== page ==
The corporate records of the Sperry Corporation were donated by the Unisys Corporation to the Hagley Museum and Library, in Wilmington, Delaware.

Subject Terms
Index Terms
  • This collection is indexed under the following headings in the catalog of the University of Minnesota Libraries. Researchers desiring materials about related topics, persons or places should search the catalog using these headings.
  • Burroughs, William Seward, 1858?-1898,
  • Acme Carbon and Ribbon Company.
  • American Arithmometer Company.
  • Balbik Systems, Ltd.
  • Burroughs Adding Machine Company.
  • Burroughs Corporation.
  • Charles R. Hadley Company.
  • Control Instrument Company.
  • ElectroData (Firm)
  • Haydu Brothers.
  • Mittag & Verlag, inc.
  • Moon-Hopkins Billing Machine Company.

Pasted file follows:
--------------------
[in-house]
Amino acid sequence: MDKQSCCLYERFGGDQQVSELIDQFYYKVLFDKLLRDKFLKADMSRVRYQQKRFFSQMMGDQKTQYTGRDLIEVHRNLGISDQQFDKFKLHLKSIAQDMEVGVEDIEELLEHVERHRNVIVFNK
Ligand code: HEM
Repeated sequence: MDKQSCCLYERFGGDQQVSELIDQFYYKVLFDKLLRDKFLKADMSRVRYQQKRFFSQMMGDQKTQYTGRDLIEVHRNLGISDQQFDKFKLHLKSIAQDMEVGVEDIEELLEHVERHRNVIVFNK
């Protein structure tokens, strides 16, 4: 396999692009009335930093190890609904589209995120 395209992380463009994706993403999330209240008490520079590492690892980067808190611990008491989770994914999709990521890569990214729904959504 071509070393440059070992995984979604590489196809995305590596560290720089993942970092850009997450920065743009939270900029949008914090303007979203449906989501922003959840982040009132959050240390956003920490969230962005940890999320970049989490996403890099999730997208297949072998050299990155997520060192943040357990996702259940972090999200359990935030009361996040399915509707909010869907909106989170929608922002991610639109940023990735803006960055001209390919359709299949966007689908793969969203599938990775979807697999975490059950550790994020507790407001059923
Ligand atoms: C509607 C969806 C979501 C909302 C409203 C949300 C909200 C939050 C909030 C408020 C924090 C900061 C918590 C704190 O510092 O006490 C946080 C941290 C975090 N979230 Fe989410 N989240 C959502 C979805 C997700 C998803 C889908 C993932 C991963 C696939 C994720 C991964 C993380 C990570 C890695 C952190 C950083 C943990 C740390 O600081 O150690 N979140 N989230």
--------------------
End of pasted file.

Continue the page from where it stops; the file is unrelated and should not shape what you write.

• Pike Adding Machine Company.
  • Seytec (Firm)
  • System Development Corporation.
  • Todd Company.
  • Universal Adding Machine Company.
  • Accounting machines.
  • Banks and banking -- Automation.
  • Bookkeeping machines.
  • Calculators.
  • Computer industry.
  • Computer industry -- History.
  • Computers.
  • Computers -- History.
  • Computers -- Research.
  • Industries -- Michigan -- Detroit.
  • Office equipment and supplies industry.
  • Business records.
  • Motion pictures.
  • Photographs.
  • Video recordings.